Fantasy BaseballJosh Kay

The Joe Saunders Signing and What it Means for Fantasy Owners

Photo by: Keith Allison

The Seattle Mariners were in the news twice this past week with two large figure signings of starting pitchers.

Felix Hernandez: Signed a seven year- $175 million dollar contract (still pending) which would make him the highest paid pitcher in baseball. This would obviously put an abrupt end to all of the Felix Hernandez trade talks and assures Seattle fans that the Mariners brass are committed to keeping them competitive for years to come.

Joe Saunders: Remember the previous sentence? Well the signing of Joe Saunders to a one-year $7-million contract effectively means that the Mariners brass not only are committed to keeping them competitive, but committed to overpaying for mediocre starting pitchers as well. They now boast the highest paid pitcher in baseball and the most overpaid pitcher in baseball. Or do they?

Since we already know about Felix, let’s talk about Saunders. Saunders is a very peculiar case because at age 32 he decided to finally have his breakout season. Breakout in this case, refers to his surprisingly impressive peripherals (for his standards). But how good were they really? Saunders tallied his best K/9 ratio (5.77/9) since 2007 (5.79/9). Most impressively, however, was his decrease in walks (only 2.0/9 IP last season) as he finally increased his K/BB ratio to nearly 3.0 Saunders had never in his career boosted a K/BB ratio close to 3, in fact, he hasn’t reached a 2.0 K/BB since 2008! So how did he do it? Well, he started by throwing fewer first pitches for strikes. Wait, WHAT!? That’s right; his “great peripherals” came when he started the count 1-0 more times than he has since his rookie year. In fact, his first pitch strike percentage was 4% lower than it was the last two years. His career average is 58.8%, last year it was 56.8%. Is regression coming hard?

Since generating a much lower walk rate and a much higher strikeout rate is never boosted by starting more counts 1-0, let’s look at some other reasons, since you know, momma always said if you can’t say anything nice….

According to Brooks Baseball, Saunders changed his pitch mix drastically in 2012, perhaps in a very positive manner. Over the course of his career, Saunders’ pitch mix looks like this:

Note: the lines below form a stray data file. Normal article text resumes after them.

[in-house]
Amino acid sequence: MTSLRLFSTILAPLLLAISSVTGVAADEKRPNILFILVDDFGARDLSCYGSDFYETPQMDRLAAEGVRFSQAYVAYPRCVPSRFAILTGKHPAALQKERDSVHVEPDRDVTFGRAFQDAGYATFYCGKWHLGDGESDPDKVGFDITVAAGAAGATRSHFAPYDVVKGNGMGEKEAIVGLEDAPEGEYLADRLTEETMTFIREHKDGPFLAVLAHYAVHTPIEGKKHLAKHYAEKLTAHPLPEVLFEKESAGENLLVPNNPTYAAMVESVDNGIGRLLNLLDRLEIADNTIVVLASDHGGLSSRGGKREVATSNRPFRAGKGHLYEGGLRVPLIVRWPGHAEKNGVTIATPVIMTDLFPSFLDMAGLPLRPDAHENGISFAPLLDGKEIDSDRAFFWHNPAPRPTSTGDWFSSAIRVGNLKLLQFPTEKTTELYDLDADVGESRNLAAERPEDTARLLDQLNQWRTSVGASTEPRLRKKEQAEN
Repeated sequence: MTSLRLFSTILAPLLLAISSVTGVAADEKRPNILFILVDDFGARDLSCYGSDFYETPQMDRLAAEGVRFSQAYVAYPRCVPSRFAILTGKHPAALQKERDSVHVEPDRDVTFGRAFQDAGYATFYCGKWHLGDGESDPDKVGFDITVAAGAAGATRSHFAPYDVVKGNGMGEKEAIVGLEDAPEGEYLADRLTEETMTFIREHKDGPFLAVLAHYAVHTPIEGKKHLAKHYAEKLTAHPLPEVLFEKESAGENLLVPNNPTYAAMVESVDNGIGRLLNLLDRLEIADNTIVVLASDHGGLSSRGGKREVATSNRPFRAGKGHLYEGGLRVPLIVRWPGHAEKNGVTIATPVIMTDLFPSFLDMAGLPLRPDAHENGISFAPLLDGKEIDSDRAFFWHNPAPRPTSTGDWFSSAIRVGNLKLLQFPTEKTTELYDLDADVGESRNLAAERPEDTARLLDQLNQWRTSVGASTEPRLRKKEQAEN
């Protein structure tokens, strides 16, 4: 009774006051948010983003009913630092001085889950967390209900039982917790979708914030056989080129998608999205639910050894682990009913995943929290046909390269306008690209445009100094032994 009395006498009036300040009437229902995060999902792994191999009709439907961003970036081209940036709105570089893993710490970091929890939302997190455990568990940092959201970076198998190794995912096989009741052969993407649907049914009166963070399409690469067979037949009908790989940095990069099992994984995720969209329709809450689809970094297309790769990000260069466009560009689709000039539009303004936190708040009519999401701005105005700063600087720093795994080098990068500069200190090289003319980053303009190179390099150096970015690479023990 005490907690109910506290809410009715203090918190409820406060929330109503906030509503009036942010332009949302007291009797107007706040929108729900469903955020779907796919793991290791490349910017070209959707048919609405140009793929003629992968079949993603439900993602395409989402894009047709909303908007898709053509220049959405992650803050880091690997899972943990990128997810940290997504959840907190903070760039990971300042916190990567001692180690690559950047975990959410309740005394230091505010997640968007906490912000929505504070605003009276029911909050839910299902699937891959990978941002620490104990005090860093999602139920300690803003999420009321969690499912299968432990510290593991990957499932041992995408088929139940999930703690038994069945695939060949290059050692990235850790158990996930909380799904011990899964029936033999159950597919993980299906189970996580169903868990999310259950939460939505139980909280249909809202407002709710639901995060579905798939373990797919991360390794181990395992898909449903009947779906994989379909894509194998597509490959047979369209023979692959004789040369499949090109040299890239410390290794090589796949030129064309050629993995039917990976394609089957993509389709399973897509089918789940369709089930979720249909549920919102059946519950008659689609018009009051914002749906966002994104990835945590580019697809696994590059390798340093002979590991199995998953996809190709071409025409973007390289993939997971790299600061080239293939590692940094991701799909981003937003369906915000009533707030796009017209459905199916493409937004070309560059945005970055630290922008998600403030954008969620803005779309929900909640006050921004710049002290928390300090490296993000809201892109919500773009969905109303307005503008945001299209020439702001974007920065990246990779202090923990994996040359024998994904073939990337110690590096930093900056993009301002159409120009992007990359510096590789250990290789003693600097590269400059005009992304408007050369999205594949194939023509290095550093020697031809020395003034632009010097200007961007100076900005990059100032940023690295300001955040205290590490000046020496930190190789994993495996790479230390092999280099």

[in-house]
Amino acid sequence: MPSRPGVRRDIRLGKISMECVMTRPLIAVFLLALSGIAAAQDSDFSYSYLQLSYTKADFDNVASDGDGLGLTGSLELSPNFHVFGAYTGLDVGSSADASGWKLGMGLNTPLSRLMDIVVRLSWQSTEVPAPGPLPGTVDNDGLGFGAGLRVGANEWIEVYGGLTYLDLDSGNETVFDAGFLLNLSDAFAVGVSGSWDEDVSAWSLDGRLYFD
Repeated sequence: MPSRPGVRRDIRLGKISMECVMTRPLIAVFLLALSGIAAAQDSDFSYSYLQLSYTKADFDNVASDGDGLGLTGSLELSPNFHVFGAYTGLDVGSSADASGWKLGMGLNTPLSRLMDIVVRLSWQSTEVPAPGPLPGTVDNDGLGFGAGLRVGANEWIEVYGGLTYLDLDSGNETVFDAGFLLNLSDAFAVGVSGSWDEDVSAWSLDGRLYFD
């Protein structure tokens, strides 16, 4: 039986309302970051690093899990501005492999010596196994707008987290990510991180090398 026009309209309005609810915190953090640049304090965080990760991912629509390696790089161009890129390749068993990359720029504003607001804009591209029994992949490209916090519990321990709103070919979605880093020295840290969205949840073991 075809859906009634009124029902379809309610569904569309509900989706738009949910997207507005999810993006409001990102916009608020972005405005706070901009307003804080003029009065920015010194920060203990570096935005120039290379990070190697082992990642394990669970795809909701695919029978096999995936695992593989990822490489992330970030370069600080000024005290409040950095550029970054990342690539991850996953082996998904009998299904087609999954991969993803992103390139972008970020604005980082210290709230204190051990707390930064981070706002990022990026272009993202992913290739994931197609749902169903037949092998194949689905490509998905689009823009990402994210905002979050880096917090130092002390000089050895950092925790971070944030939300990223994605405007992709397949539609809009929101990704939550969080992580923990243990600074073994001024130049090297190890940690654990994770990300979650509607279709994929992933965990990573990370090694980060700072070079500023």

Pitch

Fastball

Sinker

Slider

Curveball

Changeup

Percentage

29%

36%

3%

13%

18%

 

2012 looked like this:

Pitch

Fastball

Sinker

Curveball

Changeup

Percentage

24%

47%

15%

14%

 

At age 32, knowing his pitching profile, his build and past history, we can easily assume that his worst pitch is his “blazing” fastball at 89 mph. Naturally, in his best season (again we will continue to use “best season” because of his peripherals, since that’s all we really care about) he threw his fastball only 24% of the time.

Switching gears quickly, it’s important to note that Saunders had a masterful season against lefties specifically (the best of his career): 7.60 K/9, 0.80 BB/9, and ZERO home runs allowed.

Now, having said that, Saunders, recognizing his deficiencies, threw his fastball against lefties only 13% of the time! Remember that 1-0 count stat from earlier? Think it has something to do with his 24% first pitch fastball percentage against lefties? We do. It’s his worst pitch.

But what is Saunders’ best pitch? Easy, the curveball. Let us explain; 2011 was the year he recorded the worst strikeout rate of his career, 4.80/9 IP (ignore the luck factors that allowed Saunders to finish with a mid 3’s ERA). In 2011, Saunders, for the first time in his career, decided to throw more sliders. He ramped sliders thrown to 9% and with that came a dip in his curveball usage – down to 8%. In the best month of his 2012 season (July), Saunders recorded a 7.96 K/9 and a 2.42 BB/9. That month of July resulted in the single best xFIP for any one month sample in Saunders’ career.

What was so drastically different in July? Remember his best and worst pitch? He threw the curveball 18% of the time, and his fastball 23% of the time. Furthermore, his Whiff/Swing Rate (number of whiffs divided by number of swings) on his curveball is 28.61% over the course of his career. In July, that number was an astounding 57.69%. What’s more? In 2012, his curveball Whiff/Swing was 39% over the entire season!

So you, the intelligent reader, with your interest levels perked, finally say, ok, so his curveball is his best pitch, what’s the point? Great question, glad you asked! Having established that his curveball is his best pitch, we can now look and see if he got lucky last season, just had a good year, or if he really has improved his curveball command – the latter of which would make him a much better pitcher than he has in the past.

Saunders’ career stat-line for his curveball is as follows:

Usage

Balls

Called Strikes

Swings

Whiffs

Whiff/Swing

HR/(FB+LD)

13%

47.02%

21.30%

31.20%

8.93%

28.61%

7.30%

 

2012:

Usage

Balls

Called Strikes

Swings

Whiffs

Whiff/Swing

HR/(FB+LD)

15%

45.15%

20.64%

33.92%

13.44%

39.61%

3.10%

 

He generated more swings and more misses and at the same time decreased the number of times he’s thrown it for a ball. That’s impressive. Improved command like that on his curve combined with him throwing his fastball less and SAFECO Field’s tendency to yield fewer hits and homers should yield an ERA around 3.55-3.60.

When the Mariners (usually stingy with money) worked him out they most definitely looked for the improved curveball command before signing him to what seems like a preposterous $7-million deal. Don’t blame us when Saunders has a career season in 2013 and he’s not on your fantasy team.

Written by Josh Kay exclusively for TheFantasyFix.com.  Follow Josh on Twitter @JoshKay_Fantasy.

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